Atkins, South Beach and other low-carb diets weren’t designed with vegans in mind and may be especially difficult to follow by those who don’t eat any animal products. But vegans don’t need to give up carbohydrate-dense meals to lose weight, and their natural food choices help them stay leaner than the general population, studies show. Vegans intent on following a low-carb diet to lose weight may need to take vitamins and mineral supplements to stay properly nourished.
Vegans following a low-carb diet must be particularly diligent about meeting their needs for Vitamins D and B12 and the minerals zinc and iron. These nutrients are commonly found in meat, dairy and egg products, all of which are prohibited on a vegan diet. Calcium can be found in soy, almond and rice milks, which may be included on a vegan diet. Vegans can most easily obtain the other nutrients in fortified breakfast cereals.
Vegans, with careful planning, can meet their vitamin and mineral needs while lowering their carbohydrates. Carbohydrate-free sources of iron include green and black-eyed peas, lentils, kidney beans, turnip greens, molasses, dried apricots, prunes and raisins, according to the U.S. Department of Agriculture. Zinc can be found in white beans, kidney beans, chickpeas, wheat germ and pumpkin seeds, according to the USDA food pyramid. Soy beverages, veggie burgers and yeast contain B12. Vegans can also take vitamin and mineral supplements.
There’s no particular health or weight loss advantage for vegans to restrict carbohydrates. The USDA’s food pyramid for vegans includes six servings of grains on a 1,500-calorie-a-day diet, which would yield a pound-per-week weight loss for most women. The USDA guidelines also recommend that vegans eat three servings daily of fruits and vegetables and 6 ounces of protein from sources such as soy, legumes, nuts and seeds. The USDA recommends two to three servings of dairy daily or the calcium equivalent in other food sources or supplements.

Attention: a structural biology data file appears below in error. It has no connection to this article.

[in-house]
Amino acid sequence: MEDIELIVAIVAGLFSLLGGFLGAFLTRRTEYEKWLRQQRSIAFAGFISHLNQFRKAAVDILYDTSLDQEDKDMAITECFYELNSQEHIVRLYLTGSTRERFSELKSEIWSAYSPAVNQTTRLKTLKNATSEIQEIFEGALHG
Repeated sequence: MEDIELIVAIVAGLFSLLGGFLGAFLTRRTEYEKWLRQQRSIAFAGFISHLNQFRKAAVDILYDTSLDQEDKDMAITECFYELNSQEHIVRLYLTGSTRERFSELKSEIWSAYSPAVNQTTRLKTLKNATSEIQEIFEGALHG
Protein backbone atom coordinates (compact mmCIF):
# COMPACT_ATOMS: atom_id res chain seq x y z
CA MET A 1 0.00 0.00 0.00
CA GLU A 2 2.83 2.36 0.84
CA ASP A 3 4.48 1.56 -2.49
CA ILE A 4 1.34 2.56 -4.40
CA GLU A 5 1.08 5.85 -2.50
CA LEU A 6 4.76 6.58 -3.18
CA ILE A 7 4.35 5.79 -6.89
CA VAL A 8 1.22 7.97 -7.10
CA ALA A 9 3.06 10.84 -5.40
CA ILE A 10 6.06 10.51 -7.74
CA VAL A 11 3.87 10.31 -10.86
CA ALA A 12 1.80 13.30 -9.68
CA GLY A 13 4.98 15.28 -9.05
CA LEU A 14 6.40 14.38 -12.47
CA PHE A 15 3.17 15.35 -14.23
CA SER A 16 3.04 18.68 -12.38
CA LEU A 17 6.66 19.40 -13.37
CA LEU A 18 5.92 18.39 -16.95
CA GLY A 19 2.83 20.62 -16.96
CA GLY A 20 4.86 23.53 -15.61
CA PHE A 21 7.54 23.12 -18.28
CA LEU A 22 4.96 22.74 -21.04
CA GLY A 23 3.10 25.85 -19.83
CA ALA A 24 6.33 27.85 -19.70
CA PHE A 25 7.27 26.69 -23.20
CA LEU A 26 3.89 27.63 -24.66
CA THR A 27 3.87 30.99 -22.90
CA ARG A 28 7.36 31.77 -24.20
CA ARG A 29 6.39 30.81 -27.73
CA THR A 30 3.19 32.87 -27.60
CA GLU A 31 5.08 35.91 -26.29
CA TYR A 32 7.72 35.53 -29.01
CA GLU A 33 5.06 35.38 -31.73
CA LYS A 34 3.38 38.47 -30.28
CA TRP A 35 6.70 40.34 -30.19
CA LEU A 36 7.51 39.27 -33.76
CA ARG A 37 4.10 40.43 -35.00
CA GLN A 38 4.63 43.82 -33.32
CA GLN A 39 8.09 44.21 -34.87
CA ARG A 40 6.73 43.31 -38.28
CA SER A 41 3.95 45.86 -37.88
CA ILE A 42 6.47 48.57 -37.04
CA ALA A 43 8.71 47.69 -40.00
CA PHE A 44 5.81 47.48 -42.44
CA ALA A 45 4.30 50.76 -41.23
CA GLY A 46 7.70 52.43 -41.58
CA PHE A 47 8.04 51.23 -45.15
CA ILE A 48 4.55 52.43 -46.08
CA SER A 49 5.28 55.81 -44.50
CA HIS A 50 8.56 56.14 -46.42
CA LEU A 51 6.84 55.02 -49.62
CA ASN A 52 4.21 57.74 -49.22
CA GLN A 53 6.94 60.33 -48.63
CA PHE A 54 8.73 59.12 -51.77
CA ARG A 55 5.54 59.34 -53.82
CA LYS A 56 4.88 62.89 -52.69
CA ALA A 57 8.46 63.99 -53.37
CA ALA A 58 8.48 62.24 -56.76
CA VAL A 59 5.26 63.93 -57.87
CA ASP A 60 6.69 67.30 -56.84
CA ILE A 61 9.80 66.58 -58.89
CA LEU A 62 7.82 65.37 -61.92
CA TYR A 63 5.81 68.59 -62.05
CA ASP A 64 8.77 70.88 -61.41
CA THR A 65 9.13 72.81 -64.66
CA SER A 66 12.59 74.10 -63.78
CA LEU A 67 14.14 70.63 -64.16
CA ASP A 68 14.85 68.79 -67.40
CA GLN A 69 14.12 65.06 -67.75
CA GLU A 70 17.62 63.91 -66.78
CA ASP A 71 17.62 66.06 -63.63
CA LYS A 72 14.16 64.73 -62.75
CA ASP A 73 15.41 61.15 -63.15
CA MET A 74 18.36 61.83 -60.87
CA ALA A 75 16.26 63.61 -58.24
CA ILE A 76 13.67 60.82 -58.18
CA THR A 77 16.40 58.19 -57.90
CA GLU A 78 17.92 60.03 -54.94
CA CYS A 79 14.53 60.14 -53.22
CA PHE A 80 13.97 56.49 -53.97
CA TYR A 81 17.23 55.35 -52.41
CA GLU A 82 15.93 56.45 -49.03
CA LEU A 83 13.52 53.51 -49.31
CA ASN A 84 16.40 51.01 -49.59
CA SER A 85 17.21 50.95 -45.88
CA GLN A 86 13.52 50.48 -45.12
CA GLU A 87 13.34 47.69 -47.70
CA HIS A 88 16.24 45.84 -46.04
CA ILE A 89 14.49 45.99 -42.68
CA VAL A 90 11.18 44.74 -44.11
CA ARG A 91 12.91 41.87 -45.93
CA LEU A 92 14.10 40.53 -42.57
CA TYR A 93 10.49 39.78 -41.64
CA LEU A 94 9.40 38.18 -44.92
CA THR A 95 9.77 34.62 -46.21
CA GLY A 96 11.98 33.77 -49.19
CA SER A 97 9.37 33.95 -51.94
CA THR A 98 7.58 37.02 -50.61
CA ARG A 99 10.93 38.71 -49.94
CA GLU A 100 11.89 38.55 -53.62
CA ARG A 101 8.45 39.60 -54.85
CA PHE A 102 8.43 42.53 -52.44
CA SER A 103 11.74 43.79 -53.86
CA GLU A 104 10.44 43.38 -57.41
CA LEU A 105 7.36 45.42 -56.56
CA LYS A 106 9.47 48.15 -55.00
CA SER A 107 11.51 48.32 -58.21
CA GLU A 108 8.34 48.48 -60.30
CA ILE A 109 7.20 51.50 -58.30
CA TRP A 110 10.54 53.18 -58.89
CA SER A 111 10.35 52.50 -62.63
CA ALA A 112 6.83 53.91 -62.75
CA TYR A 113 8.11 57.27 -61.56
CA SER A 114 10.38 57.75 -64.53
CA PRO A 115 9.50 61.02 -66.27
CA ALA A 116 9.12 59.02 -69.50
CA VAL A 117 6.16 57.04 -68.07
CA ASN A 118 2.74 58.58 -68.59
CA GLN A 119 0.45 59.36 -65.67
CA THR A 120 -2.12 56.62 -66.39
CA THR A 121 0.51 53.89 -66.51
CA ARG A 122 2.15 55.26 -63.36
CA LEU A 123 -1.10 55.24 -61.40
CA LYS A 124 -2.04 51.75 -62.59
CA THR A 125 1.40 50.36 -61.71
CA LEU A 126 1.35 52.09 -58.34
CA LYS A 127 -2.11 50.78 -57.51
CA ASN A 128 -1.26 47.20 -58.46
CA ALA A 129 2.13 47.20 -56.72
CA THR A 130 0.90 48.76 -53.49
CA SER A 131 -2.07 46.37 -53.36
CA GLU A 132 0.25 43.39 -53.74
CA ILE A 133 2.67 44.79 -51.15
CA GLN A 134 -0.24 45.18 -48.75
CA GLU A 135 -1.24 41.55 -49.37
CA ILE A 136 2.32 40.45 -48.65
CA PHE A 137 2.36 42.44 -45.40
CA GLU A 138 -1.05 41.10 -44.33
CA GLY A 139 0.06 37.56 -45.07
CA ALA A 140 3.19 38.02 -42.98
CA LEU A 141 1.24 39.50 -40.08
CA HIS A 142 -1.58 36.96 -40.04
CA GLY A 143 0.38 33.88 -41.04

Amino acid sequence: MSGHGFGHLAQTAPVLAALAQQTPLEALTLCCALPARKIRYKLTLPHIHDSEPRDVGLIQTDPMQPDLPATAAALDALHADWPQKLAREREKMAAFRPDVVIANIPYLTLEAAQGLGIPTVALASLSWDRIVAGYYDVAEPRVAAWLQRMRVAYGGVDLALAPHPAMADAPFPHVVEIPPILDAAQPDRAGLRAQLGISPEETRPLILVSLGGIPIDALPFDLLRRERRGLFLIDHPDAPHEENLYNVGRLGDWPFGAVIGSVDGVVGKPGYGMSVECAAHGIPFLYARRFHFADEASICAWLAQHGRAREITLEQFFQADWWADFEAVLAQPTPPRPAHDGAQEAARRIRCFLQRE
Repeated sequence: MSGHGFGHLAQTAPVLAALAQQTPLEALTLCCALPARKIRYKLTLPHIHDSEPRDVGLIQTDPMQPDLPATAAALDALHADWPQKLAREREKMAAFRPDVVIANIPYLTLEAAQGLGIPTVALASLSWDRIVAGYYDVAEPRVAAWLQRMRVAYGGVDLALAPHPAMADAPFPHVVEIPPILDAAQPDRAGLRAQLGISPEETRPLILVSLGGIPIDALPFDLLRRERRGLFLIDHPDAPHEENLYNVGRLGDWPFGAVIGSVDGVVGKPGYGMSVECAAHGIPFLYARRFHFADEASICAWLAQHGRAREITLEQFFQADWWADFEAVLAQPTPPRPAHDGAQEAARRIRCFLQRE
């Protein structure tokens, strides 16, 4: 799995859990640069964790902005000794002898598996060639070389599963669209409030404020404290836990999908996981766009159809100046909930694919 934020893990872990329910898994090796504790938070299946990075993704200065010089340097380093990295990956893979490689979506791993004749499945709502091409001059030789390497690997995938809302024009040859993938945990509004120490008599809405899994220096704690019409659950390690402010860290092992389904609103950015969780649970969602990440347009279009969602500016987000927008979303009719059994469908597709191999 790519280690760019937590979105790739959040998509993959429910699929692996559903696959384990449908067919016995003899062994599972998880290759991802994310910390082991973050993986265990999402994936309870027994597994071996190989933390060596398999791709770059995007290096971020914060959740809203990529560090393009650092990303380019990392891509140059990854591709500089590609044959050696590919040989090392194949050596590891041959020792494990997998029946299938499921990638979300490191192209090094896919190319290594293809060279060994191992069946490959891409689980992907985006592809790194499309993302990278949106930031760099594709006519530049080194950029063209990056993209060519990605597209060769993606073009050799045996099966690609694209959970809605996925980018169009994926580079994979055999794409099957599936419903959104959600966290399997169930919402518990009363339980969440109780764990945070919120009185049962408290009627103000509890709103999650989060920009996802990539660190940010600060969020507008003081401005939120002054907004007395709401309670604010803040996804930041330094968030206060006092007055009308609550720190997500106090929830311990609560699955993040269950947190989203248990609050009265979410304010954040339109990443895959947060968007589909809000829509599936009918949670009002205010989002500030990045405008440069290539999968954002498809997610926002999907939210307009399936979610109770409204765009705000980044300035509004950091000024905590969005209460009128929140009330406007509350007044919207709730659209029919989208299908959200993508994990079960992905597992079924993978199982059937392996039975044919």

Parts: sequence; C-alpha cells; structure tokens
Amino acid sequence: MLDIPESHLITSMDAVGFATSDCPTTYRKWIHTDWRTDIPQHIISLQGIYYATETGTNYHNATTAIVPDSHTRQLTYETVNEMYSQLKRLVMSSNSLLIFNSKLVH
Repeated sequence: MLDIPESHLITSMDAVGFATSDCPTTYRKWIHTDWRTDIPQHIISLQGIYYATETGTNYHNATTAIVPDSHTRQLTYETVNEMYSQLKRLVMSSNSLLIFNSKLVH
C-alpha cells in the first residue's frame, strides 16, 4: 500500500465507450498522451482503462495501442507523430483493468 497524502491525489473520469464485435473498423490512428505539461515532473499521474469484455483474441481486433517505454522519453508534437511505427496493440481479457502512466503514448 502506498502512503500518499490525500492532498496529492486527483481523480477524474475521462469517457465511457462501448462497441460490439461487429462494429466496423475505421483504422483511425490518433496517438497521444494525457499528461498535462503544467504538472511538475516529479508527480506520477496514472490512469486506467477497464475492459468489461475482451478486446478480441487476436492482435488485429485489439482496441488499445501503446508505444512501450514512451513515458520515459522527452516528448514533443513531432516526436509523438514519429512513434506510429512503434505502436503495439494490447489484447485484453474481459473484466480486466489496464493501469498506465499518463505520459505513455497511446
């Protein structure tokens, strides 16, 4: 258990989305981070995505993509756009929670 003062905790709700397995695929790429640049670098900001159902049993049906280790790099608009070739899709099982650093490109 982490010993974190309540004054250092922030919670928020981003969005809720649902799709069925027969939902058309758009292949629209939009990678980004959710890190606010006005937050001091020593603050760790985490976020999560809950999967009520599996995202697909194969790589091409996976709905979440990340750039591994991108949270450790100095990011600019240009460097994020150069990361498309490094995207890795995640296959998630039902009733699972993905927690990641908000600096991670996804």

It’s more important for weight-watching vegans to choose their carbohydrates carefully than to limit them, says Leslie Beck, a registered dietitian who writes a weekly column for the "Globe and Mail" newspaper. Refined carbohydrates such as those found in white bread, cakes, cookies and pasta are not as filling as complex carbohydrates, which also contain more fiber, aiding in digestion and natural weight loss. Beck says complex carbohydrates are more nutritious and that soaking brown rice overnight before cooking it increases its fiber, vitamin and mineral content, including an amino acid that helps repair tissues and another that benefits the kidneys.
Vegans are better able to maintain healthy weights than others, several studies have found. In one study at the University of Oxford found that vegans were less likely to gain weight than meat-eaters, fish-eaters and vegetarians who consumed eggs and dairy. The study tracked the eating habits of 22,000 people over five years. Participants gained an average of 4.4 pounds. Vegans gained an average of 1.25 pounds. Meat-eaters gained the most weight, followed by fish-eaters and vegetarians.
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This article reflects the views of the writer and does not necessarily reflect the views of Jillian Michaels or JillianMichaels.com.